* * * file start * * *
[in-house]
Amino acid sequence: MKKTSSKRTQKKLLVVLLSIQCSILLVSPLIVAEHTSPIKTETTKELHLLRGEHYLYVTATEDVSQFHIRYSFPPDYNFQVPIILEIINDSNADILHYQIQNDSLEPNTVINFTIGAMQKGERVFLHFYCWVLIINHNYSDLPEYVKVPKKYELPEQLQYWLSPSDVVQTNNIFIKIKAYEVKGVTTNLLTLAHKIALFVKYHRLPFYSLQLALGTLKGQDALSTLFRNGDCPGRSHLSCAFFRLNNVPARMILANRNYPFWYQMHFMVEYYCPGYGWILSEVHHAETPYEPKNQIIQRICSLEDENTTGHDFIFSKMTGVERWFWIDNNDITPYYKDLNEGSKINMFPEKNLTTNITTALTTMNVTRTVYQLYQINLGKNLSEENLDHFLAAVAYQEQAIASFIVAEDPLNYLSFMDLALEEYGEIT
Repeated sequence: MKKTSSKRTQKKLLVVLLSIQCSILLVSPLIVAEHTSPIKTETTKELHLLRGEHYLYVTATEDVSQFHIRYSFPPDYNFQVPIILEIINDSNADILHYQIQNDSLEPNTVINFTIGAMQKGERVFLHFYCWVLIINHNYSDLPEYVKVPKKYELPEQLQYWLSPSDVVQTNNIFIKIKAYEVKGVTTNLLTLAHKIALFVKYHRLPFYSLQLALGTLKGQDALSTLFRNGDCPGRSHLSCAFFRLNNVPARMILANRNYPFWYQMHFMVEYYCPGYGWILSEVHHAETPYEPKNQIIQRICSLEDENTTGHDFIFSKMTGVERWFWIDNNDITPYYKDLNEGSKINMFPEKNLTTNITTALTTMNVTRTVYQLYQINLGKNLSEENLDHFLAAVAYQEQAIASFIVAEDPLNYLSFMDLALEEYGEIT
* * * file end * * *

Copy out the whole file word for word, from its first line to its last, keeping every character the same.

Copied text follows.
[in-house]
Amino acid sequence: MKKTSSKRTQKKLLVVLLSIQCSILLVSPLIVAEHTSPIKTETTKELHLLRGEHYLYVTATEDVSQFHIRYSFPPDYNFQVPIILEIINDSNADILHYQIQNDSLEPNTVINFTIGAMQKGERVFLHFYCWVLIINHNYSDLPEYVKVPKKYELPEQLQYWLSPSDVVQTNNIFIKIKAYEVKGVTTNLLTLAHKIALFVKYHRLPFYSLQLALGTLKGQDALSTLFRNGDCPGRSHLSCAFFRLNNVPARMILANRNYPFWYQMHFMVEYYCPGYGWILSEVHHAETPYEPKNQIIQRICSLEDENTTGHDFIFSKMTGVERWFWIDNNDITPYYKDLNEGSKINMFPEKNLTTNITTALTTMNVTRTVYQLYQINLGKNLSEENLDHFLAAVAYQEQAIASFIVAEDPLNYLSFMDLALEEYGEIT
Repeated sequence: MKKTSSKRTQKKLLVVLLSIQCSILLVSPLIVAEHTSPIKTETTKELHLLRGEHYLYVTATEDVSQFHIRYSFPPDYNFQVPIILEIINDSNADILHYQIQNDSLEPNTVINFTIGAMQKGERVFLHFYCWVLIINHNYSDLPEYVKVPKKYELPEQLQYWLSPSDVVQTNNIFIKIKAYEVKGVTTNLLTLAHKIALFVKYHRLPFYSLQLALGTLKGQDALSTLFRNGDCPGRSHLSCAFFRLNNVPARMILANRNYPFWYQMHFMVEYYCPGYGWILSEVHHAETPYEPKNQIIQRICSLEDENTTGHDFIFSKMTGVERWFWIDNNDITPYYKDLNEGSKINMFPEKNLTTNITTALTTMNVTRTVYQLYQINLGKNLSEENLDHFLAAVAYQEQAIASFIVAEDPLNYLSFMDLALEEYGEIT